Four technicians from tyre specialist Reifen Umert in Germany successfully changed all four wheels on a Ford Focus in less than a minute in 2015.

It took them precisely 58.43 seconds to complete the stunt, which included jacking the car up and using traditional hand-held wheel braces to remove the wheel nuts.

Most stickers on a car

Are you the sort of person who likes to add stickers to your car to tell other drivers about your hobbies and interests, or as a memento of places you’ve been?

Perhaps you just like to lighten the mood with jokes such as ‘If you can read this I’ve lost my caravan’.

Six students in Lithuania hold the current record – applying an impressive 14,637 different stickers onto a Nissan X-Trail within 23 hours.

The car was then displayed in a shopping centre.

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Greatest distance by car underwater

Your car might need modifying to cope with this challenge, but the fact that no one else has set a record for driving their car underwater before should make it a little easier.

No, you can’t simply dabble your car’s wheels into the sea and claim the record – Guinness is stipulating that you must drive it for at least 1,500 metres underwater before you can bag the title.

We reckon a Scooby could be up to the job.

Heaviest aircraft pulled by a production car

In April 2017, a Porsche Cayenne S diesel towed a 516-seat Airbus A380 over a distance of 42 metres as part of a publicity stunt at Paris Charles de Gaulle Airport.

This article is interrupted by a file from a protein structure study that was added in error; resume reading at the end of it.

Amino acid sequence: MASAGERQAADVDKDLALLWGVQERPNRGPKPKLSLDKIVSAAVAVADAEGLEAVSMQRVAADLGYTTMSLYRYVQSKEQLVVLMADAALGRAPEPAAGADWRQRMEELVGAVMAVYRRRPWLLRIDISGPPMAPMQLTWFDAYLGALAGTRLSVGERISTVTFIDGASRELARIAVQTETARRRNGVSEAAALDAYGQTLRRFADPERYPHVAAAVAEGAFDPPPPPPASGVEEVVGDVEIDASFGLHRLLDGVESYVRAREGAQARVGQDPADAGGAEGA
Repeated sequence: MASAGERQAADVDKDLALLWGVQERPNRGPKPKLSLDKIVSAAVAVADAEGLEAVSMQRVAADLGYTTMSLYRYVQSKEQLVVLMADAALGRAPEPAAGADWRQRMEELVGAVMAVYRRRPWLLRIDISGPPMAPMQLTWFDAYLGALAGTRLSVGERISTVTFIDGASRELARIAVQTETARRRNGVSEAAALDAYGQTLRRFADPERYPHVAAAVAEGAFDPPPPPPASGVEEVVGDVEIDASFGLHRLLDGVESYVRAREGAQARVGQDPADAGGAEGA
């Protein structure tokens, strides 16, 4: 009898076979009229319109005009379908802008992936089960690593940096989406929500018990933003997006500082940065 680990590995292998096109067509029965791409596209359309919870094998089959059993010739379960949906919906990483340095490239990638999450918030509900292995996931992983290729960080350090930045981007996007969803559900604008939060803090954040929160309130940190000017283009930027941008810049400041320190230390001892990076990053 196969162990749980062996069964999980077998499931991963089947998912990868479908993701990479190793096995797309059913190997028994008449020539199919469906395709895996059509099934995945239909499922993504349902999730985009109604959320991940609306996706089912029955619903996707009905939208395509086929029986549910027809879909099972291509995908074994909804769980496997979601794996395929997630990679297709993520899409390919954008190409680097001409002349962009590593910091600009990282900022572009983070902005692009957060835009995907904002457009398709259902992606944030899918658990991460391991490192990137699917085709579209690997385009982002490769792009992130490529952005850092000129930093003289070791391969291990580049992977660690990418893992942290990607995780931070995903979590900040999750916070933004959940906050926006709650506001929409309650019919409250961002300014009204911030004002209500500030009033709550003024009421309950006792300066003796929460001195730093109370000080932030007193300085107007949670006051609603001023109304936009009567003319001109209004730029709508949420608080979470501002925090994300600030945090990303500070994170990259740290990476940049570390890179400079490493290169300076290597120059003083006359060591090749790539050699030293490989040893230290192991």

The standard Cayenne produces 627lb ft of torque – meaning you’ll need a pretty hefty car if you wish to break the record (and an even heftier plane).

The Airbus 380 was supplied by Air France and weighs a hefty 285 tonnes.

Previously the record was held by a Nissan Patrol which, in 2013, towed 170 tonnes of airplane.

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Largest GPS drawing by a car

Thanks to smartphone apps, GPS drawing is within reach of any of us. It uses satellites to track a person’s location and track their route, allowing them to draw pictures by moving around an area.

The world record for the largest GPS drawing by car was set by Vauxhall in 2014 as part of a publicity stunt for the new Corsa.

Artist Jeremy Wood drove the Corsa 6,080 miles around the UK, drawing a Halloween-themed image that was revealed on October 31st.

Fire up Strava, jump in the car and don’t stop until you’ve exceeded 6,080 miles

Longest continuous car skid

This is a record that’s previously been broken accidentally.

In 1964, American Norman Craig Breedlove lost control of a jet-powered car on the Bonneville Salt Flats leaving behind skidmarks nearly six miles long.

It’s not known what speed he was travelling at. Closer to home, the longest skidmarks recorded on a public road were nearly 300 metres long and left behind a Jaguar involved in a crash on the M1 near Luton in June 1960.

The car was estimated to have been travelling at more than 100mph – the blanket 70mph limit wasn’t introduced until 1966.

Thinking about attempting to break the record today? We’d recommend booking an airfield.